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CCFB News» September 2018

Illinois Harvest Season Emergency (HSE) Permits Available

09/07/2018 @ 4:06 pm | By Bona Heinsohn, CAE

Just as with any other overweight permit, it must be obtained from the highway jurisdiction on whose roads you intend to operate.  Where your route crosses several road jurisdictions (e.g.:  state, county, township) you’ll need several permits—one for each jurisdiction.


For state highways, a separate permit must be obtained for each overweight truck moving agricultural commodities at the higher weights. Unlike last year, the 2018 HSE permit issued by IDOT is valid for only two weeks at a time. At the end of those 14 days, the carrier must obtain a new “14-day route authorization” for the permit.  This periodic renewal is intended to account for any change in capacity of a road or bridge along the permitted route over that span of time.


Farmers are reminded that any weight limit postings along the route (road or bridge) supersede the terms of the overweight permit.  They are encouraged to check in frequently during those two weeks at IDOT’s online Illinois Transportation Automated Permits (ITAP) system to verify there have been no changes in route size or weight tolerances.


IDOT’s Harvest Season Emergency Permit allows travel only on state routes.  It does not cover travel on Interstates or local routes.  Separate permits may be available on local roads at the option of that local jurisdiction.  HSE permits are not available for Interstate highway travel.  Additional information regarding HSE permits is available here.


The issued permit, a copy of form OPER 993, the  bi-weekly route authorization and a copy of the Governor's Harvest Season Emergency proclamation 2018 must be carried in the overweight vehicle. The permit and bi-weekly route authorization can be carried electronically on a smart phone or tablet.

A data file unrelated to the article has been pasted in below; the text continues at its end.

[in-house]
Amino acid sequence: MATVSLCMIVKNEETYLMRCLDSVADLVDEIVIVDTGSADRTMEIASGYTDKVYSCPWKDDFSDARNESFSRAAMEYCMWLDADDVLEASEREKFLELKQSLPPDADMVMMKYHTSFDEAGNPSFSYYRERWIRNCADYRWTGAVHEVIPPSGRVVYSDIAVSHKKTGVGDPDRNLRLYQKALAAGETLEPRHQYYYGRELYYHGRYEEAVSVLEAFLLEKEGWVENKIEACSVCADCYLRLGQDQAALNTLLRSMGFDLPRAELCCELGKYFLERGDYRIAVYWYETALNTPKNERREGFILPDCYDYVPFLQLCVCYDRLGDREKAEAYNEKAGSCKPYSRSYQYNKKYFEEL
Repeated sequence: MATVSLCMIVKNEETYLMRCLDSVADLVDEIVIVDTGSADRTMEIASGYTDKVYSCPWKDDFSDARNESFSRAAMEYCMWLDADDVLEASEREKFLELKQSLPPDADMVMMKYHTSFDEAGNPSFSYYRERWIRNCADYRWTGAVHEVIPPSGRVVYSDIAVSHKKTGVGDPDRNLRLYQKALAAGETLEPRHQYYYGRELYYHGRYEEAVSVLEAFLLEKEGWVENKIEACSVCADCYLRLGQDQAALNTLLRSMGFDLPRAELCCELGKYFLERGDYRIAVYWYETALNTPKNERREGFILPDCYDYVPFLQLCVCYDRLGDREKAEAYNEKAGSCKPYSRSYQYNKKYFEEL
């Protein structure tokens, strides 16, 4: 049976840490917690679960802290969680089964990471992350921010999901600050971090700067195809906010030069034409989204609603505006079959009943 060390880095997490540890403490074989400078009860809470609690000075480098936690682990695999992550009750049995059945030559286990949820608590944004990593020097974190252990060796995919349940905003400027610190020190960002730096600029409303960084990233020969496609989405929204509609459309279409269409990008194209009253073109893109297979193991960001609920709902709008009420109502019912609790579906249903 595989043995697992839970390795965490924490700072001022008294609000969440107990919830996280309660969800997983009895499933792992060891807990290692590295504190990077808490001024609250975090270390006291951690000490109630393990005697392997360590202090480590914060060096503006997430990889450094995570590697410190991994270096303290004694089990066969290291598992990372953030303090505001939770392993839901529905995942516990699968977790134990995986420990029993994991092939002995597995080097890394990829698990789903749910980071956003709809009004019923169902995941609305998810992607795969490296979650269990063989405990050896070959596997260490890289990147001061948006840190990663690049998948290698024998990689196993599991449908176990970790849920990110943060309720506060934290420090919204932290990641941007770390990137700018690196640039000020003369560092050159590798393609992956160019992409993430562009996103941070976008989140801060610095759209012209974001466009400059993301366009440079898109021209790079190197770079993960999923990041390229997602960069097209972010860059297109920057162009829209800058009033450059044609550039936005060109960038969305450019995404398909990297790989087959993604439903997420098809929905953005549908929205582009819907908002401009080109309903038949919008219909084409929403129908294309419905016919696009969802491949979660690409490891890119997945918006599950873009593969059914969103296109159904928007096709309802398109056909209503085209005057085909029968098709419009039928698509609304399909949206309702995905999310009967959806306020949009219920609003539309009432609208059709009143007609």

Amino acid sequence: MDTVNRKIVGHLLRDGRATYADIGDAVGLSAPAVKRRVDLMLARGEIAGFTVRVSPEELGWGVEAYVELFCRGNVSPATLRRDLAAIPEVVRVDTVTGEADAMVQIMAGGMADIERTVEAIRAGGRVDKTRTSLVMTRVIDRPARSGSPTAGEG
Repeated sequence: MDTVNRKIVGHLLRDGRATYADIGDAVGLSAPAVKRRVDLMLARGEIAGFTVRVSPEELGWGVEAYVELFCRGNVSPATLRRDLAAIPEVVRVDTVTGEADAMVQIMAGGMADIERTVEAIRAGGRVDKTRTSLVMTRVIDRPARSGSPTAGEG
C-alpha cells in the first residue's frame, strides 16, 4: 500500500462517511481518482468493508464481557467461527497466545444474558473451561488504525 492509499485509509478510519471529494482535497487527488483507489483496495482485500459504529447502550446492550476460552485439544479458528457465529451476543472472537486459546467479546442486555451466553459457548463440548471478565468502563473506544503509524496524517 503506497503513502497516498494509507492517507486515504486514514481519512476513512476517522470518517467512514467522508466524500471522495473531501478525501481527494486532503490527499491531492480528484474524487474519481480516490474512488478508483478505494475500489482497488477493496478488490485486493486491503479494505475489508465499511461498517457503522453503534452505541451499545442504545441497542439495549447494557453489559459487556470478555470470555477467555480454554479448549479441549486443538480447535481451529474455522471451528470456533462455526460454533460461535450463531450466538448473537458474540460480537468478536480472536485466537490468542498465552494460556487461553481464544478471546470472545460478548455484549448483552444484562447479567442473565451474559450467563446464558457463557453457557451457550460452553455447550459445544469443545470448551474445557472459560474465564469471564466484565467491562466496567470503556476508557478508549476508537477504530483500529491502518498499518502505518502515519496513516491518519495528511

This statewide declaration allows a maximum of 10 percent above the standard limits for gross, axle and registered weights. The 10 percent limit is the maximum a jurisdiction may offer.  Any jurisdiction could, instead, issue a permit for an overweight less than 10 percent above the standard limit.


Remember, you’ll need to turn to local jurisdictional officials for information on what they will require.


IDOT’s automated system will direct a permitted load away from any weight-restricted route segments and bridges.  That could easily mean traveling something other than the most direct route to the farmer’s destination, adding miles.  If that’s the case, farmers will need to decide whether it’s more advantageous to take a heavier load the longer route or to load lighter at the standard weight and use the shorter route.


More information and IDOT’s permits for state routes are available online at the ITAP website:


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